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A Complete Summary of The Lean Startup: How Today's Entrepreneurs Use Continuous Innovation to Create Radically Successful Businesses The Lean Startup is a book written by Eric Ries. In this book, the author explains that regardless of what may often seem to be true, it is very much possible to build a successful startup company. This book is a guide for all people who think that starting a business will lead to failure. Many startups do end in a failure, because starting a business always comes with uncertainty and risk. Since not all startup founders are equally informed, some are not educated in good business practices and do not have a clear vision of their business; these are the startups that often truly end in failure. In this book, the author explains how to make a startup successful. This book will surely be a great read for all those who either seek a way for their startup to succeed or for those who are planning to start a business. At first glance, it certainly looks like an interesting read, and it is both educational and reader-friendly. Whether it is really possible to have a successful startup and whether or not your startup will be successful is what awaits us in this book. Here Is A Preview Of What You Will Get: - In The Lean Startup , you will get a summarized version of the book. - In The Lean Startup , you will find the book analyzed to further strengthen your knowledge. - In The Lean Startup , you will get some fun multiple choice quizzes, along with answers to help you learn about the book. Get a copy, and learn everything about The Lean Startup .
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The business myth says: A lone entrepreneur -- beavering away in a lab or a garage somewhere -- through hard work, grit and sheer perseverance develops a great product which then becomes a blockbuster hit. That sounds appealing but the reality is most startups tend to burn through their resources and then disappear because they never get around to seeing what their potential customers think of what they’re developing. They worry about the product first and assume customer demand will be there automatically.
To succeed with a startup, you’ve got to manage it differently. Instead of developing a business plan, find ways to accelerate your learning and validate customers demand. The best way to do this is to build a prototype (with minimal features) and sell it to some early adopters. Then change the product repeatedly -- daily if necessary -- and keep supplying your customers with the new and improved versions. Listen to their feedback and use those ideas to make a better version and then get more feedback on that. Keep iterating until you get a fully featured product which your customers love.
In other words, go through the Build-Measure-Learn loop as often as you can. If you make validated learning the real aim of your startup, you stand a better chance of success. Focus on what customers want, utilize an extremely fast cycle time and take a scientific approach to making decisions. That’s the essence of the Lean Startup approach.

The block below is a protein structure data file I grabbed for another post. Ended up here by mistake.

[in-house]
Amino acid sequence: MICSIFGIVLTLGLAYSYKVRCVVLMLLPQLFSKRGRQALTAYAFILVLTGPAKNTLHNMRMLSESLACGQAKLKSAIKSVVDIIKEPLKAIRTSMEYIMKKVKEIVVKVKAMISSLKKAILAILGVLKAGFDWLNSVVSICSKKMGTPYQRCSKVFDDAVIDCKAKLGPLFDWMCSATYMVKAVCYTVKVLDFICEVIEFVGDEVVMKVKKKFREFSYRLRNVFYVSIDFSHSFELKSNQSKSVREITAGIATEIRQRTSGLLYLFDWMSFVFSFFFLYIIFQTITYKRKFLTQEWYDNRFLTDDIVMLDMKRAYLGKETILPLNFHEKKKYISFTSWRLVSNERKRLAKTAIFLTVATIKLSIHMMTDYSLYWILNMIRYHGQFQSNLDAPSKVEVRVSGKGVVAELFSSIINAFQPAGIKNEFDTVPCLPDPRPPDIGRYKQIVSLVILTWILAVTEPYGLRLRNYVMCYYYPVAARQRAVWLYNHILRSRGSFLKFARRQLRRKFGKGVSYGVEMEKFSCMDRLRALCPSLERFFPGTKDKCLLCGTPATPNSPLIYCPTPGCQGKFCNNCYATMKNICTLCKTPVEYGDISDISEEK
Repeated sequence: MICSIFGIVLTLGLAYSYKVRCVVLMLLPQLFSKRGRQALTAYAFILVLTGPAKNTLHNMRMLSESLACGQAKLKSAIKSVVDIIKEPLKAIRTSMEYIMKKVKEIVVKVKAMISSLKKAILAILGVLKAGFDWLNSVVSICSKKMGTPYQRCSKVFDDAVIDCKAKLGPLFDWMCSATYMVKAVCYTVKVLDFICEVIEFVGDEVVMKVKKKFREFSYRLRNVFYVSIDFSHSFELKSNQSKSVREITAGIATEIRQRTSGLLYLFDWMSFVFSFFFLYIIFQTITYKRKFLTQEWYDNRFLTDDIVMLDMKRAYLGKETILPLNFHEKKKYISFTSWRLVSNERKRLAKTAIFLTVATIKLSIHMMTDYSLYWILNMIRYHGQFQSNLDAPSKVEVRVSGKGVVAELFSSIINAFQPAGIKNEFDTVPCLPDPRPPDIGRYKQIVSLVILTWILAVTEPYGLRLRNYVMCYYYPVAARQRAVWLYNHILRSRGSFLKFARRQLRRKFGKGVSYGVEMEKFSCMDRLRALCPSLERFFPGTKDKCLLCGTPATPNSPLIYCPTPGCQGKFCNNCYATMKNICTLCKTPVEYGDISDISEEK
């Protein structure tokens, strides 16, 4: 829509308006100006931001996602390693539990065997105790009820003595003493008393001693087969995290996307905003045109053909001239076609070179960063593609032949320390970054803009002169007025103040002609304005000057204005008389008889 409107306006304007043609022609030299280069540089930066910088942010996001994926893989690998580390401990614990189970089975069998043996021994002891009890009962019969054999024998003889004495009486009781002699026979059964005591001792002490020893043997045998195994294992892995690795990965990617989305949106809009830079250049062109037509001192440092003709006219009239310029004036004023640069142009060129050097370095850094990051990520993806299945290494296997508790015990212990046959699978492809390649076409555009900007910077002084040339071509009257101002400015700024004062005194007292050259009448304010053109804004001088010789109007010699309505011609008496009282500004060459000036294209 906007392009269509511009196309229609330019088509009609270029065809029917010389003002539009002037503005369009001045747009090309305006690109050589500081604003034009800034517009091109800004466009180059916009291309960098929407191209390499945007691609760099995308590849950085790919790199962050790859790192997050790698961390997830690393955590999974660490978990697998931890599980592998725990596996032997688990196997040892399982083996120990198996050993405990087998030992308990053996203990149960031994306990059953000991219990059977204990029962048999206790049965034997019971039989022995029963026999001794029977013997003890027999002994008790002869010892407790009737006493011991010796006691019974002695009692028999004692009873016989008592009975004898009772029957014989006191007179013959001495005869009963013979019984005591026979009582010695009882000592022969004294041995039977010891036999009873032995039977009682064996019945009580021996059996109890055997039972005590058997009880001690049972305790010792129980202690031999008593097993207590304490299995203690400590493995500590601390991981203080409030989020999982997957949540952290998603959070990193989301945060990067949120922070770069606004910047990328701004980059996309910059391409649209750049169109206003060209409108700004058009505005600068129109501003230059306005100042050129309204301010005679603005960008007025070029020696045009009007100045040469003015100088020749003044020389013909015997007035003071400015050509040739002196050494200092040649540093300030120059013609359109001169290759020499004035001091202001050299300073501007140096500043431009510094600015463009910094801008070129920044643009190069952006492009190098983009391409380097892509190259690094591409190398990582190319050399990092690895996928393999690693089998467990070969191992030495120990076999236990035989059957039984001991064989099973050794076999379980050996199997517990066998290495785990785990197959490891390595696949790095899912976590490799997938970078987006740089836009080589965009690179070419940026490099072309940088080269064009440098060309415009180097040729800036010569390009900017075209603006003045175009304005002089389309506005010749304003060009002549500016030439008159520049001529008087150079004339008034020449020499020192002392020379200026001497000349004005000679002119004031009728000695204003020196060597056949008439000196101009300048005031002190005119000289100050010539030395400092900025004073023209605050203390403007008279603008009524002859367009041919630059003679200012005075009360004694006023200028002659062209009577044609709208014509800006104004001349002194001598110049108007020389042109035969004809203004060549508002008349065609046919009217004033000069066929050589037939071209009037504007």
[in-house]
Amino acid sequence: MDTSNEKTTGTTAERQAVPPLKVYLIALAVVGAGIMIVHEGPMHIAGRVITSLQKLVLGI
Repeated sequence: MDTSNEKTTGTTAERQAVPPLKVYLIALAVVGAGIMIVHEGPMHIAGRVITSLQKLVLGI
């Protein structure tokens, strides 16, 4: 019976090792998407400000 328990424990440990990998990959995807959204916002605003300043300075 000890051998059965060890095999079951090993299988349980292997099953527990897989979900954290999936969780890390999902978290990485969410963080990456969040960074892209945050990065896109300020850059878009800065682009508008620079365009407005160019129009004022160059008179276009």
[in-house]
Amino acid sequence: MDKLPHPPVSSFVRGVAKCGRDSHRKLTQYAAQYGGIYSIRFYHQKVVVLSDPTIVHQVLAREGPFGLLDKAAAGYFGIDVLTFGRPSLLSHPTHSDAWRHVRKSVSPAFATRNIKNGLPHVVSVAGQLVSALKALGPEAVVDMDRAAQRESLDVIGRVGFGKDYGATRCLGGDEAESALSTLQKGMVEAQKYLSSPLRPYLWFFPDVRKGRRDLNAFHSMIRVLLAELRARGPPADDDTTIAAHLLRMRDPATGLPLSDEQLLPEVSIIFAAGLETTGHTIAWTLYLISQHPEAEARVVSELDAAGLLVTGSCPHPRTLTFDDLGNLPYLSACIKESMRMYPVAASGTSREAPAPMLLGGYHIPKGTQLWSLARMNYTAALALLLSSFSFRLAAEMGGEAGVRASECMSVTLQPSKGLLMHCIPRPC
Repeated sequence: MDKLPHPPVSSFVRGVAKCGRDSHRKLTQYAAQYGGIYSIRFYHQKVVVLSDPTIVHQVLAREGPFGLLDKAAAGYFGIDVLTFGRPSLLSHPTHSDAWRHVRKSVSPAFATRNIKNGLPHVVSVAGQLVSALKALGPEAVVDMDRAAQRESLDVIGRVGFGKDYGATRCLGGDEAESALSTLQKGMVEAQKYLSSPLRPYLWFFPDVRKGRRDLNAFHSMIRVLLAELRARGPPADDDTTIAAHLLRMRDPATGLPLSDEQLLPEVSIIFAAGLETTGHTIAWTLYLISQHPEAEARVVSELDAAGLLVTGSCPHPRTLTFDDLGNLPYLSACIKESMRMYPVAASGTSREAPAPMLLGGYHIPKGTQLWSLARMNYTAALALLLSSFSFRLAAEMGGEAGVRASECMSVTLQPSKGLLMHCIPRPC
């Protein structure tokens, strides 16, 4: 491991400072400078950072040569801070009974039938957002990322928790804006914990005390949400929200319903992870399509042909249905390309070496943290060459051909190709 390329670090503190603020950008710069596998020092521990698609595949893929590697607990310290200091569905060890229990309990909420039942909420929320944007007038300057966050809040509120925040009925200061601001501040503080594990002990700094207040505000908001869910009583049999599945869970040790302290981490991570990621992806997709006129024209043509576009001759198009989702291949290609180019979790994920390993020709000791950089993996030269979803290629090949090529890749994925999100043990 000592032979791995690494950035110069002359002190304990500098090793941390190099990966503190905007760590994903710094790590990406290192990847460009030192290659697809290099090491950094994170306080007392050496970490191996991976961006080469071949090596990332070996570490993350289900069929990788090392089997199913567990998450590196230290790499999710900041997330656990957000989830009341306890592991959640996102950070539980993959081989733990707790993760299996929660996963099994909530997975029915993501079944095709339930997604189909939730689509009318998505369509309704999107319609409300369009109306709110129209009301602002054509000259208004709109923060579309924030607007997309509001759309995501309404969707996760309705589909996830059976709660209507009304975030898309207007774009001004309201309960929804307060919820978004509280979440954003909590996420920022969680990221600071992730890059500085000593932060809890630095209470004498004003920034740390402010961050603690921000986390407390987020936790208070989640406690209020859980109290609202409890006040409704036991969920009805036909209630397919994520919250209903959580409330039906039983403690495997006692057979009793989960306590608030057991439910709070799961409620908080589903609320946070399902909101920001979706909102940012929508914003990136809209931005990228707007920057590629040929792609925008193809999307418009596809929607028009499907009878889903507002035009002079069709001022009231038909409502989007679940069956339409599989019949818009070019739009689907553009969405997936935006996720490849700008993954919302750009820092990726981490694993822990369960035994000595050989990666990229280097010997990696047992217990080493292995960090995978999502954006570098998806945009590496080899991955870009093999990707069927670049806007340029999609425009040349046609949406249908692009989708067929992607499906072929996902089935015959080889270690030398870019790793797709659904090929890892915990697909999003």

Never forget that learning is the true measure of progress for a startup. The aim of any startup should be first and foremost to use scientific experimentation to discover how to build a sustainable business. Anything else is a bonus.
The standard approach to building a startup usually goes something like this:
■ Someone comes along with a vision which is often a variation of “Let’s go build a thriving business which produces a world-class product that consumers love.”
■ To achieve that vision, a strategy gets developed along the lines of:
This is the business model we will use.
Here is our planned product and service lineup.
We’d like to work with these partners.
Our competitors will be these firms.
Our target customers will have these traits.
■ The end result of that strategy is a product or service then gets made and sold in the marketplace.
Using this model, the conventional view of an entrepreneur is someone who is hard driving, not easily distracted by detours along the way and who has a “Just do it” attitude and determination. Entrepreneurs come on board and steer the startup through to where the product is in the marketplace and marketing is working its magic. Setbacks are merely learning opportunities along the way to ultimate success.
In real life, being an entrepreneur is more of an exercise in management skills than anything else. Any startup is a portfolio of activities, all happening simultaneously. At any time:
New customers are being acquired.
Existing customers are being supported.
The innovation initiative is happening in the background.
Fine-tuning of the marketing is going on.
A decision is being made on whether to change the strategy.
The product is still being optimized.
It’s safe to say the emphasis for most startups is on results achieved more than on anything else. Any learning which arises out of the startup is just a happy by-product of the process but it’s getting a product made and then to market that constitutes the measure of success for most startups.
Therefore it should come as no real surprise many startups end up accidentally building something nobody wants. If that happens, it really doesn’t matter whether your startup has hit its targets and come in under budget or not. Those items are just of passing interest in the bigger picture view. Job #1 for any startup should be to figure out what customers want and will pay for as quickly and cost effectively as possible.
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